After Jesus had washed the disciples' feet, he had put on his robe, and had returned to the table. He said to them, 'Do you know what I have done to you? You call me Teacher and Lord - and you are right, for that is what I am. So if I, your Lord and Teacher, have washed your feet, you also ought to wash one another's feet. For I have set you an example, that you also should do as I have done to you. Very truly, I tell you, servants are not greater than their master, nor are messengers greater than the one who sent them. If you know these things, you are blessed if you do them....
Very truly, I tell you, whoever receives one whom I send receives me, and whoever receives me receives him who sent me.'
(Church in Wales Lectionary, New Revised Standard Version)
The first great North African theologian was Tertullian (c160-220 CE). He was brought up as a pagan and was well educated, becoming a lawyer. Later he embraced Christianity and was ordained a priest in Carthage. He is thought of as the 'Father of Latin Theology' and wrote extensively to defend Christian beliefs. He liked to think of pagans as looking at Christians and saying "Look how they love one another; and how they are ready to die for each other.' However, over the centuries people have looked at Christians and noted their differences and the way they live their lives and said, sarcastically, "See how these Christians love one another!"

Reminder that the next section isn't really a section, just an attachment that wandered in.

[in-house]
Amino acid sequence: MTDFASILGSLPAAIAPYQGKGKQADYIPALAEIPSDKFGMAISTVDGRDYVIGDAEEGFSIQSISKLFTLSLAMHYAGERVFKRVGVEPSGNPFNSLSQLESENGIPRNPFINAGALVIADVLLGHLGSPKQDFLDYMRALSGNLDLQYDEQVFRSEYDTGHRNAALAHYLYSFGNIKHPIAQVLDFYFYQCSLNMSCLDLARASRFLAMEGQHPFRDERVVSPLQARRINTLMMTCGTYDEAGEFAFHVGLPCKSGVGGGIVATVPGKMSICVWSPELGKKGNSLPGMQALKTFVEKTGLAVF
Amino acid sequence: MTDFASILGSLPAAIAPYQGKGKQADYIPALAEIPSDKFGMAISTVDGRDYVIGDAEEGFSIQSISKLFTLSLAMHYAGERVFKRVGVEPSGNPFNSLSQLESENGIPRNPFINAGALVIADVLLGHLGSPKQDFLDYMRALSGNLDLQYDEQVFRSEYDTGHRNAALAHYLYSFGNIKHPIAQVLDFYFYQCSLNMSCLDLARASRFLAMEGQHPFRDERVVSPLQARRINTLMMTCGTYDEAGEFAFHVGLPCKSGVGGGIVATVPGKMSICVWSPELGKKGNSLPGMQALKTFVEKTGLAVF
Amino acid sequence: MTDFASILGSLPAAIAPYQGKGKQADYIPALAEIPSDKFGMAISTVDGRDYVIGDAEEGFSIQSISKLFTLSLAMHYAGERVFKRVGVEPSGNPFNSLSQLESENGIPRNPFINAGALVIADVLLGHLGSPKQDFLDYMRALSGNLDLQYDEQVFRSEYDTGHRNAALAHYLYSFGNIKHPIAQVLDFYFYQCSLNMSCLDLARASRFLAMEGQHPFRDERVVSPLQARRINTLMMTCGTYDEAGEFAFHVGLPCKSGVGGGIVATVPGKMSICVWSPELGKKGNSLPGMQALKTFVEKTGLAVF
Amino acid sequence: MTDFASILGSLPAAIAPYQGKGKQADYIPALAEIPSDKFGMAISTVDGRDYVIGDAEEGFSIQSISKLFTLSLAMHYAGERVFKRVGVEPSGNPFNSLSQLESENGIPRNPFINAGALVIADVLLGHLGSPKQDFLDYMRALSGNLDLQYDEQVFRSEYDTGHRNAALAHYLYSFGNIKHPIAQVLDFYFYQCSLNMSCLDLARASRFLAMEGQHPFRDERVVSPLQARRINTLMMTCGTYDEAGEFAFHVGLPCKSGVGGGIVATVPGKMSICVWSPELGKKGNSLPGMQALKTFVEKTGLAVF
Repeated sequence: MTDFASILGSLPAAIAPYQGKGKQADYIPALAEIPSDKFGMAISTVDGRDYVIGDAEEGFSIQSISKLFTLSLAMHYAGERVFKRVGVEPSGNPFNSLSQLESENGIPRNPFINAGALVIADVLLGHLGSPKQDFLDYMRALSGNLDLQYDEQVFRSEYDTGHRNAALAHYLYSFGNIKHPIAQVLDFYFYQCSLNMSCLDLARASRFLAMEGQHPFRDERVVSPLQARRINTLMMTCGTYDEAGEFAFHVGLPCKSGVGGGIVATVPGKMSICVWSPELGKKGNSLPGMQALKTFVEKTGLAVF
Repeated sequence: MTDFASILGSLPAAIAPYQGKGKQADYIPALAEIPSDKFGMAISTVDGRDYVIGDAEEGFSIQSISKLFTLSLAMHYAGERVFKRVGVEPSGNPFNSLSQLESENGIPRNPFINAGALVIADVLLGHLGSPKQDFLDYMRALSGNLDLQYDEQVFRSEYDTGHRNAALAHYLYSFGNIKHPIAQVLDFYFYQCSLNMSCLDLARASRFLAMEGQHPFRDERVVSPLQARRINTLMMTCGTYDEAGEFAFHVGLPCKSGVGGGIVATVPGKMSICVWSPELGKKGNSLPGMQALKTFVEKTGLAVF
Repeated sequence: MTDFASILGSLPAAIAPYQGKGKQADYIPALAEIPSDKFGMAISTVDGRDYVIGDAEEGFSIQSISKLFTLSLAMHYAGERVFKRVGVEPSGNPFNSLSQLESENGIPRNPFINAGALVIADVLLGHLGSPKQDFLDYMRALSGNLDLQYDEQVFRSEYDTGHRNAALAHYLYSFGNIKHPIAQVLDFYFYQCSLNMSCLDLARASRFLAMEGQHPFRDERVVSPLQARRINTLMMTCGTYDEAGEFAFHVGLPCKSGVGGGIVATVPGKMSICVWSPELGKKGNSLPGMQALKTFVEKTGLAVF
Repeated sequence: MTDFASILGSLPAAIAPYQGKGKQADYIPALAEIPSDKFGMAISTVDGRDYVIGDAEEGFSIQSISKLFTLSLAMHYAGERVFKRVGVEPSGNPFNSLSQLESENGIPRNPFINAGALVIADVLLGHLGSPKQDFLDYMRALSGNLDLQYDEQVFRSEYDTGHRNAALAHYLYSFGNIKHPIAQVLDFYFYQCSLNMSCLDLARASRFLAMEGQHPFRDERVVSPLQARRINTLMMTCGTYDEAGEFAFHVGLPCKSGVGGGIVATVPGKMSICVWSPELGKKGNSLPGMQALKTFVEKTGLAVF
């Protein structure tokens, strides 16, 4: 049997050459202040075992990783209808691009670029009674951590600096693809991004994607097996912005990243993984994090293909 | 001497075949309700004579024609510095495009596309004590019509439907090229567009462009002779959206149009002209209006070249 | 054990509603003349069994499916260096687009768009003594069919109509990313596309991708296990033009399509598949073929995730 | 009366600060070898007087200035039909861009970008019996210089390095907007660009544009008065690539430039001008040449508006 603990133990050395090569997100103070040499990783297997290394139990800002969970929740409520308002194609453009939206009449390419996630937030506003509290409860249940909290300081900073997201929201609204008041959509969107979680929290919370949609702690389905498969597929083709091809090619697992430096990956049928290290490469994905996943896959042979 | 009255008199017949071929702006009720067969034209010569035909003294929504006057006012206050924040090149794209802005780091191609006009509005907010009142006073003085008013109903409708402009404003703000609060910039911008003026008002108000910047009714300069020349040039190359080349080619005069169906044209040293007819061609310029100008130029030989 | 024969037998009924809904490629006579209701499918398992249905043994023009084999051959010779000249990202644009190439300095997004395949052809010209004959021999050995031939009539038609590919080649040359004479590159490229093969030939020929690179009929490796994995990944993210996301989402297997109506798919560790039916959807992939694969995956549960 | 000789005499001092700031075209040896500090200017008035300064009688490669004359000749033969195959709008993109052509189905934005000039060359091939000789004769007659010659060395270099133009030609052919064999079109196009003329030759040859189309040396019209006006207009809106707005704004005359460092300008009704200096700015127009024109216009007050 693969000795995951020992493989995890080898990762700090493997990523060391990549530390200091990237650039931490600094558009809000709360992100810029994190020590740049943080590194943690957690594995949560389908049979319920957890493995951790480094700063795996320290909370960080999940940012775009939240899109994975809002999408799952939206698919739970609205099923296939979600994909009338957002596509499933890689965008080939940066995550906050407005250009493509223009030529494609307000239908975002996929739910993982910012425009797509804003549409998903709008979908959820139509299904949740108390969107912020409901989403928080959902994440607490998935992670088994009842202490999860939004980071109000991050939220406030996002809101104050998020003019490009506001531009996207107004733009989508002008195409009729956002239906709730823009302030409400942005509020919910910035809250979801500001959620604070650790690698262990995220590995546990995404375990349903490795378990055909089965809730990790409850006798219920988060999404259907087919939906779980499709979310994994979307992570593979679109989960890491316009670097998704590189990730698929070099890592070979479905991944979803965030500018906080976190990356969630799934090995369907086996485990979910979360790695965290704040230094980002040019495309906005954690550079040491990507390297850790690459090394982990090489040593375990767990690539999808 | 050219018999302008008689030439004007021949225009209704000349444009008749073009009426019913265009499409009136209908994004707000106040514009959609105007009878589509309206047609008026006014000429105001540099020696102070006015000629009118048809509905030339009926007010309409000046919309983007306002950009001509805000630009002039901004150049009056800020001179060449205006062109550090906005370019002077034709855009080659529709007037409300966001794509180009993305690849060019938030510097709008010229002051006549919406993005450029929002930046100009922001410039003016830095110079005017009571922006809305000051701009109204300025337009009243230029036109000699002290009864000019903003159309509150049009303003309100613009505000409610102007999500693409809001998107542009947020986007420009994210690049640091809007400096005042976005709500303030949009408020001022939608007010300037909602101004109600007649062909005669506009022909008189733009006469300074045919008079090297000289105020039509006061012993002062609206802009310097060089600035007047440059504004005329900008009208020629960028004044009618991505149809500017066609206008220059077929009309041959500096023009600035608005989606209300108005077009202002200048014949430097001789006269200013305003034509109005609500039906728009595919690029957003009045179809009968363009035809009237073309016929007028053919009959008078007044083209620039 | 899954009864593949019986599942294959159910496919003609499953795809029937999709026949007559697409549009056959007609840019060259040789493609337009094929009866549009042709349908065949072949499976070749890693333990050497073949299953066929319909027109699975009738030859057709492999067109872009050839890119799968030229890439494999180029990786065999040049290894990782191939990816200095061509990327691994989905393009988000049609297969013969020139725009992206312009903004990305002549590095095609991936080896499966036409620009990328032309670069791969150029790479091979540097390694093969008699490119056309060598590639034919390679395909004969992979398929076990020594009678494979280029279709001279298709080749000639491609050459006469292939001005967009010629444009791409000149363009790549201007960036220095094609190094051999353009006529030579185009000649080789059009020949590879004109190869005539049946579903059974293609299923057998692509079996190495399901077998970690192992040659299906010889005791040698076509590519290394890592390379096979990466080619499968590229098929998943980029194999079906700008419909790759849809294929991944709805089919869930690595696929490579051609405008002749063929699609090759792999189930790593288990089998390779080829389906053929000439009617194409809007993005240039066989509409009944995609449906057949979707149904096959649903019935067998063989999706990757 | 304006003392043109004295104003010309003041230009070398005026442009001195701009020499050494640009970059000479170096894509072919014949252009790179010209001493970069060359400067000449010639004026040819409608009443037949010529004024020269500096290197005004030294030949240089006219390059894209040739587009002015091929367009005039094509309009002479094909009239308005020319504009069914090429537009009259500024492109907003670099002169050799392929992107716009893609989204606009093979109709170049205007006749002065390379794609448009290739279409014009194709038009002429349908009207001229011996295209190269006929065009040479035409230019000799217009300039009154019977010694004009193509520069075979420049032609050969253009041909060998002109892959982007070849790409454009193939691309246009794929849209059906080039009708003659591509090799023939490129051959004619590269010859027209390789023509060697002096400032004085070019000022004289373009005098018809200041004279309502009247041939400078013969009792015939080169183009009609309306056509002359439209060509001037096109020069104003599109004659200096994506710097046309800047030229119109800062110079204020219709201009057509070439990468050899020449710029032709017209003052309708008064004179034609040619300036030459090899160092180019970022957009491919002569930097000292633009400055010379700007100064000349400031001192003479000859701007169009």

The passage from John's Gospel above, comes after Jesus has washed his disciples' feet. He goes on to remind the twelve that they should serve one another. This also reminds us that God's message of love and reconciliation is carried through the Holy Spirit by real people. After Jesus leaves them at his Ascension it is the eleven disciples that will spread the message to the whole world.
Today we are inheritors of this task. We are called to take God's message to the world. Unfortunately, we can sometimes put barriers in the way of other people's spiritual journeys, so that instead of turning to God they turn away from Him. Would Tertullian say his words "See how these Christians love one another" in admiration of us today?
You call us to love one another
and to take Your message to our family,
our friends, and neighbours,
through our behaviour and our words.
May others say admiringly of us
"See how this Christian loves others".